Club Cynic

I'm sitting at a table by myself, a half dead cigarette limply smoldering in my left hand between my first two fingers. This smoky place is full of that annoyingly upbeat swing music that makes my ears want to detach from my head and run away screaming.

The drink currently resting against my right hand, condensating into my palm and onto the greasy white table cloth is watered down, much like the smiles I've receive from the other occupants of this place when they see that I'm only here for the gin—and poor tasting gin at that.

All of those shallow couples on the dance floor don't realize how they're wasting their meaningless lives on that sweaty tiled panel, the men in their embarrassing pastel suits, the women in their screaming bright floral dresses and white heels. It's easy to scoff, considering my own suit is modestly black.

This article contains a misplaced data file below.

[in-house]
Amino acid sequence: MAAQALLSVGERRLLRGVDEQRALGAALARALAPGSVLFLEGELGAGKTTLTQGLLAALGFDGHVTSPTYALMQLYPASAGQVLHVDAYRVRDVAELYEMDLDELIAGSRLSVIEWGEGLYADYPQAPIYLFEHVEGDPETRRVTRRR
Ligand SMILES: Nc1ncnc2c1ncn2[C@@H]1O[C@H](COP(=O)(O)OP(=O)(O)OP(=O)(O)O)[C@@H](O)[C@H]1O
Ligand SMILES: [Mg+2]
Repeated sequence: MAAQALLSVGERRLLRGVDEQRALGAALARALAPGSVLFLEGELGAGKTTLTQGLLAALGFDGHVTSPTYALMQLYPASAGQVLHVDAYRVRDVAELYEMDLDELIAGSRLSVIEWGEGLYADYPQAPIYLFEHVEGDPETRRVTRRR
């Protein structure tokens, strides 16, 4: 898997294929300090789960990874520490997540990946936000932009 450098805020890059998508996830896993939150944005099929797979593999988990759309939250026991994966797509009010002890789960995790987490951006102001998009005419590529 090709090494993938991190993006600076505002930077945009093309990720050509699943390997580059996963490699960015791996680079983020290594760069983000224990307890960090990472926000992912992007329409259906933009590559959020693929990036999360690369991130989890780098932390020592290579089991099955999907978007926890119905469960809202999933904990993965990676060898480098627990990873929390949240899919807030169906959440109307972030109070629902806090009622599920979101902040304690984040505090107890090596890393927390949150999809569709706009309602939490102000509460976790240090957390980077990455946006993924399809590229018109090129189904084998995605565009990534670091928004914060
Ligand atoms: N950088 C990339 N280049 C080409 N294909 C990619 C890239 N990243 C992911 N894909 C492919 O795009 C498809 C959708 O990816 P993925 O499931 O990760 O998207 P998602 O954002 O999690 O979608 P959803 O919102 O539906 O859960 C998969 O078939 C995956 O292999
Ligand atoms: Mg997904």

The heated energy in this place is stifling, and I think I'll leave once I've finished my cigarette and thin drink, because in a lively place like this, I'm the man that doesn't blend in.


A short vignette written in first person. Originally, this was an English assignment in which we were asked to write a short scene from the eyes of someone at a club in the 1940s, and I decided to publish mine here, because I liked it so much.